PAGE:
The first thing I like to do for all prospects, Aaron Judge included, is look up their video highlights, because I’m not familiar with them as much as I want to be. Aaron Judge looks like Giancarlo Stanton. A few things on comparing him to Giancarlo. I did it first, then Googled Aaron Judge + Giancarlo and a lot, I mean, a lot of people have compared the two. That means nothing, because now I’m comparing him to Giancarlo and Giancarlo is my novio and we have a daughter together that we named Giancarla, so when I compare someone to Giancarlo, it is said with profound love and a sharp crease in my khakis. I don’t think I’ve ever compared another player to Giancarlo before. That is the kind of praise Aaron Judge is currently receiving. If Robert Downey Jr. and Robert Duvall would’ve starred in a movie about this Judge, the movie would’ve been good. You feel me? Okay, stop touching me now. Judge looks like he could hit 40 homers with the Yankees tomorrow. That’s, of course, if there were games tomorrow. (Only 140 more days without baseball!) I don’t think Judge is 100% butter, i.e., as good as Giancarlo. I’m not just saying that because Giancarlo and I have matching tattoos. The stats seem to bear that out, or bare if you’re a nudist. In Double-A, Judge hit 12 homers in 63 games at the age of 23. Giancarlo hit 21 homers in 53 games in Double-A at the age of 20, then hit 20 homers that same year with the Marlins. Giancarlo is a once-in-a-decade bat; Judge is similar, just not quite there, which in itself is very impressive. And it’s not just that Judge stands six-seven and is 230 pounds bone-dry. His swing looks like my Gian-novio. Judge is a giant beast of a man and mollywhops with the best of them. This is not fiction, this is biographical, researchable evidence. Anyway, what can we expect of Aaron Judge for 2016 fantasy baseball?Please, blog, may I have some more?
If you are a true fantasy baseballer (<–my mom’s term!), then when you read Byron Buxton‘s name in the title, you waved yourself with a handkerchief like you were Scarlett O’Hara and stutter-stepped like you might pass out. That’s how sexy Buxton is. Another sign of his sexiness, I searched his name on the top right of the site and there were ten pages of results with ten results on each page. 100 posts about Buxton and he’s still a rookie! This is like the chicken and the egg. Are we victims of the hype and hence there’s that many posts about him or are we perpetuating the hype by writing that many posts about him? Brucely, my dear, I don’t give a damn! At this point, you might be asking your mirror, “You, with the handsome head of hair that you paste onto your head every morning, why is Buxton hyped? Wasn’t he garbage last year?” You’re right, you, you smart person you. Buxton was awful this past year in his small cup of coffee; let’s say his espresso was bitter and no amount of lemon rind was helping it. In 138 plate appearances, he had 129 at-bats. Doesn’t that tell you so much? Okay, how about the .209 average with two homers and two steals with two times caught stealing. Does that round out the picture of crapitude he was sporting? Must I remind you that Trout’s first espresso was awful too? Ciao, faccia brutta! Anyway, what can we expect of Byron Buxton for 2016 fantasy baseball?Please, blog, may I have some more?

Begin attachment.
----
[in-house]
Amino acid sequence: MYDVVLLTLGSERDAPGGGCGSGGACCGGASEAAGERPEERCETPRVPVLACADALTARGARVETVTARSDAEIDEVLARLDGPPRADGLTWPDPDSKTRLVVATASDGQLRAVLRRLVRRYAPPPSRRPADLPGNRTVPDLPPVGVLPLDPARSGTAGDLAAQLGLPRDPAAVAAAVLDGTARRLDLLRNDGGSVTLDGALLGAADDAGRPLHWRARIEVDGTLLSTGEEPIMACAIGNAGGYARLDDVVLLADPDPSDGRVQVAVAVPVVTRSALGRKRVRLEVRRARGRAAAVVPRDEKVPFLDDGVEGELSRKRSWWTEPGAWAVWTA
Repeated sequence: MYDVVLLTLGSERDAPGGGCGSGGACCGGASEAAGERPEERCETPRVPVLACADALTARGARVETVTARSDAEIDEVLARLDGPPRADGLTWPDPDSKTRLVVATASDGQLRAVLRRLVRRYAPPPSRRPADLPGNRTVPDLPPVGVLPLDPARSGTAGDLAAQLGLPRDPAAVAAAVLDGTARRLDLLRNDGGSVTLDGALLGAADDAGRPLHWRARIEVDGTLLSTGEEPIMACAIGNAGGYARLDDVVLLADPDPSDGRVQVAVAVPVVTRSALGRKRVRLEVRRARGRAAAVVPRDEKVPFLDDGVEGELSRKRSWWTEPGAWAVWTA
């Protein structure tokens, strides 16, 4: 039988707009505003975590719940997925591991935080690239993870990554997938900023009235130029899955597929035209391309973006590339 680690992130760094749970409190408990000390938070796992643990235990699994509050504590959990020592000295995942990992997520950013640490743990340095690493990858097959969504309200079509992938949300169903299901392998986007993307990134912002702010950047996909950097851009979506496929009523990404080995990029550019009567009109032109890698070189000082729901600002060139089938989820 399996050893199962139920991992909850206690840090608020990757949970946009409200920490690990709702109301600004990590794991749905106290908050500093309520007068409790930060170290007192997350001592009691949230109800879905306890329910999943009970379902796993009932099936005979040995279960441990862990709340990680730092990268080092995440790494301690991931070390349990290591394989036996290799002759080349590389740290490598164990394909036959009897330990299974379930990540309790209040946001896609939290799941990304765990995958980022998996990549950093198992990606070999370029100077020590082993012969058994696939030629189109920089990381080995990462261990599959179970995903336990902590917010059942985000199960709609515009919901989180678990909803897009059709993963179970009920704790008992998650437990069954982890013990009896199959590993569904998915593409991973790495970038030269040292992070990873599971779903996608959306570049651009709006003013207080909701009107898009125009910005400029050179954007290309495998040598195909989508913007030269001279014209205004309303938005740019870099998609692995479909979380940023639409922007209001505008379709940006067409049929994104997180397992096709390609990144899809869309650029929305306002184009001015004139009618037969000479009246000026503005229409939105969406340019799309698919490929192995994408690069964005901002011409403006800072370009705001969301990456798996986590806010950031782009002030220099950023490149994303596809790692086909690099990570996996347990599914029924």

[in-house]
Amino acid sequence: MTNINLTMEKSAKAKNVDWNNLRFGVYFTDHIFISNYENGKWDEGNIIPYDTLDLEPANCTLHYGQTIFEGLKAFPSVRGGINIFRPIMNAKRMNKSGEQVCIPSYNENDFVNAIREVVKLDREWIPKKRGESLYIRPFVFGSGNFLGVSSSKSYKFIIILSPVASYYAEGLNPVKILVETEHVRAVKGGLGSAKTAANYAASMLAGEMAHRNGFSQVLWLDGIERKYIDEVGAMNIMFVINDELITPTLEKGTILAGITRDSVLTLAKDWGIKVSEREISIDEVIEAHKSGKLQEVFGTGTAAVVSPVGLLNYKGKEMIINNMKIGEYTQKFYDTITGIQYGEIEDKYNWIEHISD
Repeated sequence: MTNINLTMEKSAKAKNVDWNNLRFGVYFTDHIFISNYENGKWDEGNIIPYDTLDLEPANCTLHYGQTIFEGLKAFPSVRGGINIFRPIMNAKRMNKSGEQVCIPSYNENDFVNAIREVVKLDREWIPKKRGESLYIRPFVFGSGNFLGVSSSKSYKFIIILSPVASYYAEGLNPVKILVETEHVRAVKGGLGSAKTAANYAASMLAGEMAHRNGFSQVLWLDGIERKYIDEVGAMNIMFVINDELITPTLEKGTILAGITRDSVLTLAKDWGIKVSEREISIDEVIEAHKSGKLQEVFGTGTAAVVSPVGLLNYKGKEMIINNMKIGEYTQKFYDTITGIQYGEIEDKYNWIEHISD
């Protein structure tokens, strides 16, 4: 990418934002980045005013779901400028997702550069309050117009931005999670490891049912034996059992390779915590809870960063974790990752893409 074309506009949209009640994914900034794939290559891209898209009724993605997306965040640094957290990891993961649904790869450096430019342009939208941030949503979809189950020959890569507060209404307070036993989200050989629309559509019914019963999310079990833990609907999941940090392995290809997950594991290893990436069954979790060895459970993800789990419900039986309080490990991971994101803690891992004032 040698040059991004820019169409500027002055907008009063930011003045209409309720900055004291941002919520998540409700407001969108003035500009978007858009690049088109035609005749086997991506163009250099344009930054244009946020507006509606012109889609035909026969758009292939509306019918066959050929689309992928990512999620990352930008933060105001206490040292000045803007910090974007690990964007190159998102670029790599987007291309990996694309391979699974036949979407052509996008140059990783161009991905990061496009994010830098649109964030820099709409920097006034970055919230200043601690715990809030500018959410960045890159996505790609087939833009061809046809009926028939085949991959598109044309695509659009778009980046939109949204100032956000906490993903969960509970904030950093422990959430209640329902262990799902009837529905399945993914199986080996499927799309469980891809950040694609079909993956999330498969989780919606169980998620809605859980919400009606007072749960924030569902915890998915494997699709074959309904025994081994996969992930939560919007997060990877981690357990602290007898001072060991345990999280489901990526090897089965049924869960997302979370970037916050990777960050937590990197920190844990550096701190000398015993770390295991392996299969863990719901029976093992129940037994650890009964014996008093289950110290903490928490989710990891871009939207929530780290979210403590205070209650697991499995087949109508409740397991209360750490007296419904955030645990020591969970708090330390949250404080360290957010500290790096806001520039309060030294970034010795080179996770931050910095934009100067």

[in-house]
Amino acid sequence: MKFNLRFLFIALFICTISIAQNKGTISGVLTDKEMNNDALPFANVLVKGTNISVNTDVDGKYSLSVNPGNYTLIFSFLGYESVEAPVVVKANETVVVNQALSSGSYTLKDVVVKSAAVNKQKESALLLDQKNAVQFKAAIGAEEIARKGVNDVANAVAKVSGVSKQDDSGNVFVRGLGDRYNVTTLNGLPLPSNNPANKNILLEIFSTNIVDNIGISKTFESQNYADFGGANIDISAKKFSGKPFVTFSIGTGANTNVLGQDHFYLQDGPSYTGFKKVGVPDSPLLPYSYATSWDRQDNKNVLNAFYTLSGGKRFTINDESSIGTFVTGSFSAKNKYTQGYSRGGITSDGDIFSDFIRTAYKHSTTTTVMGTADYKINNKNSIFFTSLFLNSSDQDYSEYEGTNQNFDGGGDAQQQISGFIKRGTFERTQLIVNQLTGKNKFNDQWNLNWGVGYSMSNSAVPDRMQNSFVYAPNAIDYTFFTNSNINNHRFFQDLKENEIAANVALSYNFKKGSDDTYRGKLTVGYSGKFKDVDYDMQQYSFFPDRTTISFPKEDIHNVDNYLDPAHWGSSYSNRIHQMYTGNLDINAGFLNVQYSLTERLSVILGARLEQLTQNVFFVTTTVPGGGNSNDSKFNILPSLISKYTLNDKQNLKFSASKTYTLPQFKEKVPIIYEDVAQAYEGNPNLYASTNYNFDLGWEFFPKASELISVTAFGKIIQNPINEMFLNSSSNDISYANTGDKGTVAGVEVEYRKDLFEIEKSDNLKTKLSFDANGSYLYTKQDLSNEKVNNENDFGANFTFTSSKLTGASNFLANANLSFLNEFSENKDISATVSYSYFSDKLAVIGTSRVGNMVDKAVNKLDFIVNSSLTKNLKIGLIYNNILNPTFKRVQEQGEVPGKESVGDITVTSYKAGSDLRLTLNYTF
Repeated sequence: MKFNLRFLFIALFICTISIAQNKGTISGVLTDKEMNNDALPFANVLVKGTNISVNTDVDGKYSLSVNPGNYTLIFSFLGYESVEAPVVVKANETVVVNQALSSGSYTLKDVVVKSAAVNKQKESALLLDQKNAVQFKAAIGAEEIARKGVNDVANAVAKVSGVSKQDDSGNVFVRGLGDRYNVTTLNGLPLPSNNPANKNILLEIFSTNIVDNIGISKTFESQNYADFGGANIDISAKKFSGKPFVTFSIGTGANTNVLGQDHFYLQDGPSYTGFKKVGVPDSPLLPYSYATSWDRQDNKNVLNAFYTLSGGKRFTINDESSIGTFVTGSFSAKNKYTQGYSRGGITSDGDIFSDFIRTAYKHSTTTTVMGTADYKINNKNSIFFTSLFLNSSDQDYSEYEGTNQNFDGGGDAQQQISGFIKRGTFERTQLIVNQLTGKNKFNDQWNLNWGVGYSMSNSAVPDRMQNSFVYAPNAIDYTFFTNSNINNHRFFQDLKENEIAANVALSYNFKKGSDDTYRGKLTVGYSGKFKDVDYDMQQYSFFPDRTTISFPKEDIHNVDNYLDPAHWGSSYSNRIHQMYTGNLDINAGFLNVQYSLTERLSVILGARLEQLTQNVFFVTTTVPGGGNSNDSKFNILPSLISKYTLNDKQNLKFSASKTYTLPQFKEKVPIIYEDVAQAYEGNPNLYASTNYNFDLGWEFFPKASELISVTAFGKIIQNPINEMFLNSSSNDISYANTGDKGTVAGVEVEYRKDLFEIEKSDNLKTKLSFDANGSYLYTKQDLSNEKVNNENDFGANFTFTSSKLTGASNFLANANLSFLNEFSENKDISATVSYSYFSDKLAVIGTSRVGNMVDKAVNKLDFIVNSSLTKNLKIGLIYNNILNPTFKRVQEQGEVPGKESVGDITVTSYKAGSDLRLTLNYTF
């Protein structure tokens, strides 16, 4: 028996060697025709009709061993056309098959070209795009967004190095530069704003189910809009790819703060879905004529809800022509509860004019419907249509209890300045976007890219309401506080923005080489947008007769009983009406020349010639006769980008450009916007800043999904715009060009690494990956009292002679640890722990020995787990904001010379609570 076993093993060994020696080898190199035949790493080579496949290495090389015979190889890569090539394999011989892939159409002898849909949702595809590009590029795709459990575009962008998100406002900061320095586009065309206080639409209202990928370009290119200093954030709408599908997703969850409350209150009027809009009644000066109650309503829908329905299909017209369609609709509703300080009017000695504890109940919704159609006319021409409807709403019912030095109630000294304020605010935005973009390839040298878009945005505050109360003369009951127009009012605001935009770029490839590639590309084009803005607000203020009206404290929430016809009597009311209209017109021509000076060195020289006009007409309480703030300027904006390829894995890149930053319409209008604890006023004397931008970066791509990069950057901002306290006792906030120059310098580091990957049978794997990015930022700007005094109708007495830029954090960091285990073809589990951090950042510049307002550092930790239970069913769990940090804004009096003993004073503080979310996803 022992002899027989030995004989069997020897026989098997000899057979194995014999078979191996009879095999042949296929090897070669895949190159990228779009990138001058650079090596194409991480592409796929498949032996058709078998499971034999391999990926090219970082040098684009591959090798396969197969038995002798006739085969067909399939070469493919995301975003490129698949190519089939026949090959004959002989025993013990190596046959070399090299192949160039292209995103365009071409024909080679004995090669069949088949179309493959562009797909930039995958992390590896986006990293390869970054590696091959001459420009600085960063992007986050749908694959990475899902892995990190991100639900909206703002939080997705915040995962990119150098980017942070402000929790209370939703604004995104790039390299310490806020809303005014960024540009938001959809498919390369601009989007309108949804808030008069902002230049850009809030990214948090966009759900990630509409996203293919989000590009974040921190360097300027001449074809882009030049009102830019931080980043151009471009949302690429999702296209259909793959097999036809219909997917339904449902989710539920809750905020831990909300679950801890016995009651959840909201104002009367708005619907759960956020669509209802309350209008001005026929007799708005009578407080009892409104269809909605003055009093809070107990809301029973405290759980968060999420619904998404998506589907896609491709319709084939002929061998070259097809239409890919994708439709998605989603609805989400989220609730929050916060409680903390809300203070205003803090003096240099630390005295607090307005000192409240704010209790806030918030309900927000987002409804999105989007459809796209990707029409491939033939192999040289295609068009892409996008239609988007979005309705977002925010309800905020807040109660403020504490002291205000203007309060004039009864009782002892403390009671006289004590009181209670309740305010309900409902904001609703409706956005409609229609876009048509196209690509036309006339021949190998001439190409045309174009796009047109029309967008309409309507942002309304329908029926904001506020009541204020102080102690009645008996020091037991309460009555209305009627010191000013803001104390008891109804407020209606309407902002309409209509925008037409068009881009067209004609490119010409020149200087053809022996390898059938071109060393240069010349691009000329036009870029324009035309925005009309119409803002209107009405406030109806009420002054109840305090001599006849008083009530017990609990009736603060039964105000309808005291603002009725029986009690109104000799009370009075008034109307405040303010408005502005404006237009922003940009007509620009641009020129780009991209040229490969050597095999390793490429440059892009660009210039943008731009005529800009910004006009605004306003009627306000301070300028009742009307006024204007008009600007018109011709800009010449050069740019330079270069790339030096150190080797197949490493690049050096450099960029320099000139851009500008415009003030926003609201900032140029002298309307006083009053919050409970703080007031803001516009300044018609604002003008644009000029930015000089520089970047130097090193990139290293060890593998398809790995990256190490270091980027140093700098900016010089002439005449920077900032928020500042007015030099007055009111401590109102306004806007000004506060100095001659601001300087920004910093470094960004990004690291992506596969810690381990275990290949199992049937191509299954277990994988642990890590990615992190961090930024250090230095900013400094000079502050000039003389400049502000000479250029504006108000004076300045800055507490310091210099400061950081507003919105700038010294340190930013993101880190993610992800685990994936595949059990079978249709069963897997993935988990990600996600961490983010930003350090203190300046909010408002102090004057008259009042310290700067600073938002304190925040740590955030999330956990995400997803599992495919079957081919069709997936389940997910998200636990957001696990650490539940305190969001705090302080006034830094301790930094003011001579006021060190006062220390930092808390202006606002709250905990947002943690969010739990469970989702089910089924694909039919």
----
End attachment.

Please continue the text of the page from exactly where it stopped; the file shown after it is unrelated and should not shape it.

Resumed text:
The Colorado farm is full of tasty fantasy prospects, with five names that could easily slot into a Top 50 overall. You’re going to have to tread carefully here with pitching prospects, but despite the unfriendly home territory there are still three arms that are worth looking into for dynasty leagues. On the hitting side, there’s a bunch of high-upside youngsters who may one day call the best hitter’s environment in baseball their home. While we didn’t see many graduations in 2015, we did get to watch Nolan Arenado evolve from a potential monster into an actual monster…so that was fun. After picking third overall in 2015 – and making good use of it with Brendan Rodgers – the Rockies will pick fourth overall in the 2016 draft. That should give them another blue chip prospect to add to their collection.Please, blog, may I have some more?